Program Operations Manual System (POMS)
TN 15 (09-17)
DI 23022.207 Kleefstra Syndrome
9q34 Deletion Syndrome; Chromosome 9q34.3 Deletion Syndrome;
9q34.3 Microdeletion Syndrome; 9q Subtelomeric Deletion Syndrome;
9qSTDS; 9q34.3 Terminal Deletion Syndrome
Kleefstra syndrome is a disorder that involves many parts of the body. Characteristic features of Kleefstra syndrome include developmental delay and intellectual disability, severely limited or absent speech, and weak muscle tone (hypotonia). Distinctive facial features include eyebrows that grow together in the middle (synophrys), widely spaced eyes (hypertelorism), a sunken appearance of the middle of the face (midface hypoplasia), nostrils that open to the front rather than downward (anteverted nares), a protruding jaw (prognathism), rolled out (everted) lips, and a large tongue (macroglossia). The skull may be unusually wide and shortened (brachycephaly) or very small in size (microcephaly), and is often associated with structural brain abnormalities. Other features may include congenital heart defects, genitourinary abnormalities, seizures, and a tendency to develop severe respiratory infections.
Kleefstra syndrome is caused by terminal microdeletion of chromosome 9q34 involving loss of the EHMT1 gene, or by mutations that disable the function of the EHMT1 gene.
DIAGNOSTIC TESTING, PHYSICAL FINDINGS, AND ICD-9-CM CODING
Diagnostic testing: The diagnosis of Kleefstra syndrome is made by physical examination, imaging studies of structural brain defects (e.g. microcephaly and brachycephaly), and is confirmed by the finding of abnormal EHMT1 sequencing.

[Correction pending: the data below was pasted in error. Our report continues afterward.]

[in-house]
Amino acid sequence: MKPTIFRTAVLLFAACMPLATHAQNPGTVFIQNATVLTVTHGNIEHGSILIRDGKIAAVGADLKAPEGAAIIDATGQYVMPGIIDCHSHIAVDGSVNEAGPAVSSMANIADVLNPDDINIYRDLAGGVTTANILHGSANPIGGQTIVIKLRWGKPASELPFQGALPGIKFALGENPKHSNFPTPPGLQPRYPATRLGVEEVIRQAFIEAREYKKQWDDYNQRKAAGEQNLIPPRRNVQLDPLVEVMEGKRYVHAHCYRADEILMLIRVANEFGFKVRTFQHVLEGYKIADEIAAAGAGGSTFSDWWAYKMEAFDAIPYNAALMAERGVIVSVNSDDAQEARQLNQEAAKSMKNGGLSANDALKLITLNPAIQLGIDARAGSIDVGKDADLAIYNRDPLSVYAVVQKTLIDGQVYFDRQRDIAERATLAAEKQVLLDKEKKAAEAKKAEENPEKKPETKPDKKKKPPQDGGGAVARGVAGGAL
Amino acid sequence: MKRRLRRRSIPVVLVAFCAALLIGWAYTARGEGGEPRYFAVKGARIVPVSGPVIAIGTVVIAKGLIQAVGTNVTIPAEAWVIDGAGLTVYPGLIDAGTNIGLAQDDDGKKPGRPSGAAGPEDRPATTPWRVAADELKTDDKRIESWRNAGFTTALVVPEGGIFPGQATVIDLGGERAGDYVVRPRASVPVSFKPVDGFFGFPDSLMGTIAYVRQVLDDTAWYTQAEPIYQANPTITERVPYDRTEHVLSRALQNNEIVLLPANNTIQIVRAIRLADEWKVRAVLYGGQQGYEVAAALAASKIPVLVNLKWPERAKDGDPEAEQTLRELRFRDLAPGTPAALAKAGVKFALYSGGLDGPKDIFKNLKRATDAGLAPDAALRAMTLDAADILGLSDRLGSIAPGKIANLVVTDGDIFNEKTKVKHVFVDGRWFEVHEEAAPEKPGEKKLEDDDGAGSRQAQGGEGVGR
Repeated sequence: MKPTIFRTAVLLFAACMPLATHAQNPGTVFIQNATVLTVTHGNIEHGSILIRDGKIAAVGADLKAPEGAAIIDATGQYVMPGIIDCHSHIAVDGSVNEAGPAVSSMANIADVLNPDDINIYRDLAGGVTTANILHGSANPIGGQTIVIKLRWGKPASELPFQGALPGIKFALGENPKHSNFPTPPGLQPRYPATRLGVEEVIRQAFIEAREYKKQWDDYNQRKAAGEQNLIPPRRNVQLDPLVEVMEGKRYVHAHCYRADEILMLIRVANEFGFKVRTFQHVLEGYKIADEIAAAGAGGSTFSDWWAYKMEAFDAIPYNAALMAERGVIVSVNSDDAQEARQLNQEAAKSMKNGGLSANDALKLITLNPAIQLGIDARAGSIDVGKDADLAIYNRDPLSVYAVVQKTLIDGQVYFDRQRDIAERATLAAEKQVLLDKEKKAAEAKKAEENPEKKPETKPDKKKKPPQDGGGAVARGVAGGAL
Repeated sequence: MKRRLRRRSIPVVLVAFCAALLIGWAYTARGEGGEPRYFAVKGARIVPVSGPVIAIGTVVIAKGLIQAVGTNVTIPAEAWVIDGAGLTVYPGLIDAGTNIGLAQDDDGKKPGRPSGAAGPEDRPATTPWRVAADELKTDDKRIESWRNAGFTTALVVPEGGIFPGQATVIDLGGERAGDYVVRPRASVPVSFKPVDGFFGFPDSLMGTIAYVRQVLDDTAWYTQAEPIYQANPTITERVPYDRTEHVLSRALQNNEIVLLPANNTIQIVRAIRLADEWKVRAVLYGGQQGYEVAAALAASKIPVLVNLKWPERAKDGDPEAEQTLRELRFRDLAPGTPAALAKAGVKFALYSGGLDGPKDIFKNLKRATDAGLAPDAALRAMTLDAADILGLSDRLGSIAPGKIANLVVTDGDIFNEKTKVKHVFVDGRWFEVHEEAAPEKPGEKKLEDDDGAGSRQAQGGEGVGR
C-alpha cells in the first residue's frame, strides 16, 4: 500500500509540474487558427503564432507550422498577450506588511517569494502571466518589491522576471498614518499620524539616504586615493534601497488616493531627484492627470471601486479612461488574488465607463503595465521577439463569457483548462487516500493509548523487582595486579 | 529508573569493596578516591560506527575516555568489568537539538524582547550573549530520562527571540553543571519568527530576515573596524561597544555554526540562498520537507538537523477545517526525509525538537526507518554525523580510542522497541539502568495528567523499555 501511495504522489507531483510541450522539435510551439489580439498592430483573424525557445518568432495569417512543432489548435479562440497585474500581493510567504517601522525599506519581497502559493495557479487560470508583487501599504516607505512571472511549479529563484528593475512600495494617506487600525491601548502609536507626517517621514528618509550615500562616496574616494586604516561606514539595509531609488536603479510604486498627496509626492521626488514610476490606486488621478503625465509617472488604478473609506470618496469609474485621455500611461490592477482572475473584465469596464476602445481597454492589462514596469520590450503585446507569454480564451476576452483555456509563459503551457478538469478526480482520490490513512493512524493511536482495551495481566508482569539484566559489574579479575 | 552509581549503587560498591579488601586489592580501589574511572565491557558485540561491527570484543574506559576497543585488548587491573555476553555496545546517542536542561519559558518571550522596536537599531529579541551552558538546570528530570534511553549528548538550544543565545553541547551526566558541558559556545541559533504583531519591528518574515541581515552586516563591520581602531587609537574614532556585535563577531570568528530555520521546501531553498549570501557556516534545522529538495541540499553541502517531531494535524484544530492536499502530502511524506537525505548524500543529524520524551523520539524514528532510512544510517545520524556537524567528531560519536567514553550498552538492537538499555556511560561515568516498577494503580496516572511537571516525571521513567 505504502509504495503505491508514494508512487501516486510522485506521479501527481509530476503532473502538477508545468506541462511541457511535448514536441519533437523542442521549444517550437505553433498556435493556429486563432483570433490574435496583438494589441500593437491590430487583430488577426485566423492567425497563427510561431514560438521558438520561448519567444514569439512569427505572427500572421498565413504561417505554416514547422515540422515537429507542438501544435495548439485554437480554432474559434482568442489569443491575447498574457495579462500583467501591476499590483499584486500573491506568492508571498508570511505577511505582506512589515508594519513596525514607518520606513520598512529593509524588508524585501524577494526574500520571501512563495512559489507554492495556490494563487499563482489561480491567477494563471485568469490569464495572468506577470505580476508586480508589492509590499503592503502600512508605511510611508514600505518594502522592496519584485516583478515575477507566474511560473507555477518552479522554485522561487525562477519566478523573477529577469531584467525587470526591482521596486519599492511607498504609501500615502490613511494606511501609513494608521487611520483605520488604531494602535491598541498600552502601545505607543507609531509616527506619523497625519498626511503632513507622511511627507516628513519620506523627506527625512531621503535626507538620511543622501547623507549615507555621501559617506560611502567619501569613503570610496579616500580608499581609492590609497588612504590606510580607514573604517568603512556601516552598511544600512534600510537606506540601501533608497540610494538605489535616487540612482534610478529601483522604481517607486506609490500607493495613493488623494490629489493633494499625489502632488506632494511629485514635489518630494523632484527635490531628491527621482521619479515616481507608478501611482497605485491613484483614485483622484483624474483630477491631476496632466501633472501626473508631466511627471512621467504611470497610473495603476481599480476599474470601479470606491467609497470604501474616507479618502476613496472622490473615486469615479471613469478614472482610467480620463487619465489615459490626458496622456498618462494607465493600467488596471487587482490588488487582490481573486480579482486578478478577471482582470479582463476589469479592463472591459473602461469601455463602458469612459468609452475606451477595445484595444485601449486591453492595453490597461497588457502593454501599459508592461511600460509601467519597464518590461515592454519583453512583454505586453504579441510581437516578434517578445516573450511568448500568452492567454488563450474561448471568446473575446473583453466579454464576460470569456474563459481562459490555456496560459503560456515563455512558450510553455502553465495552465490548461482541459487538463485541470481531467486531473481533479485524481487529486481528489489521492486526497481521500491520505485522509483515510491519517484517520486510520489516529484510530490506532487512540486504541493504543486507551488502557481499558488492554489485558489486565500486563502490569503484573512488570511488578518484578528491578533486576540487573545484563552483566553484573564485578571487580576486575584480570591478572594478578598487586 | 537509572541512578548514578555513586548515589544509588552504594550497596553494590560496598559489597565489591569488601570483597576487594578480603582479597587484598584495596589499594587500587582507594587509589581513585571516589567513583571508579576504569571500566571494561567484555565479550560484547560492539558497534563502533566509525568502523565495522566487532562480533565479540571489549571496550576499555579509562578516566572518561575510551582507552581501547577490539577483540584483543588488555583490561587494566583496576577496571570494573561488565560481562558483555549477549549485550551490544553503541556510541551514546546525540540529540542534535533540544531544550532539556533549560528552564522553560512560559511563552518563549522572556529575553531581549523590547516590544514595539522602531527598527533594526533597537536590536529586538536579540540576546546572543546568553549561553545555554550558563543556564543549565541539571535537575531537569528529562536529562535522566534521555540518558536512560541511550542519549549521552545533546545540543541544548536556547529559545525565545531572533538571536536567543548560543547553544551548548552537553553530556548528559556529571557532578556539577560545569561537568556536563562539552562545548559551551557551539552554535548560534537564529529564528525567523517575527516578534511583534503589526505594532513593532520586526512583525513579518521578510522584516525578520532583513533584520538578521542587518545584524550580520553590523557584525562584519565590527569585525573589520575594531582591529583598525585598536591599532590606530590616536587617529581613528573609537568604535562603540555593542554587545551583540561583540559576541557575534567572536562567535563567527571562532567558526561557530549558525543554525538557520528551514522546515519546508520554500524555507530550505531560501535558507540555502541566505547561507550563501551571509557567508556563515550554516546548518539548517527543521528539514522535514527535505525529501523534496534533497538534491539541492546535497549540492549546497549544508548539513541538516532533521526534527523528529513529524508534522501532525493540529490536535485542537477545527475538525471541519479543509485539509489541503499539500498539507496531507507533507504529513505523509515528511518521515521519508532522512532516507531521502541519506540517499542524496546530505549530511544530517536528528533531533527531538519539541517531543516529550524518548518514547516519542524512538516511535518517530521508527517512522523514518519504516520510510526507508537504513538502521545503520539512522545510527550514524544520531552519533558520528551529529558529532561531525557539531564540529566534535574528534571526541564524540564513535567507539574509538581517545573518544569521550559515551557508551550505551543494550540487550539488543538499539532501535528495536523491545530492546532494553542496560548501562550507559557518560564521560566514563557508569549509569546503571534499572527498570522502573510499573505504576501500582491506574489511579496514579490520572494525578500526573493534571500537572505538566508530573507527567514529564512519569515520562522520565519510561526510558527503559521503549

Physical findings: Children with Kleefstra syndrome have recognizable facial stigmata. Other findings can include: hypotonia, cardiac defects, and urogenital/renal abnormalities.
ONSET AND PROGRESSION
Onset is congenital. Children with Kleefstra syndrome may exhibit features of autism or related developmental disorders affecting communication and social interaction. In adolescence, they may develop a general loss of interest and enthusiasm (apathy) or extreme unresponsiveness (catatonia).
Treatment of Kleefstra syndrome is supportive, and requires ongoing routine care by a multidisciplinary team specializing in the care of children or adults with intellectual disability. Referral to age-appropriate early childhood intervention program, special education, or vocational training. Therapies include speech/language therapy, physical and occupational therapy, and sensory integration. Extreme behavior problems may require treatment by a psychiatrist. Neurologic, cardiac, renal, urologic and other medical issues require standard monitoring and treatment. Medical follow-up is life-long.
SUGGESTED PROGRAMMATIC ASSESSMENT*
Suggested MER for evaluation:
Clinical history and examination that describes the diagnostic features of the impairment.
Genetic testing for microdeletions at chromosome 9q34.3 or pathogenic mutations in the EHMT1 gene.
Developmental assessment or psychological testing to address allegations of mental impairments may be warranted.
Suggested Listings for Evaluation:
Listing-level severity must be documented; and evaluated under the most affected body systems.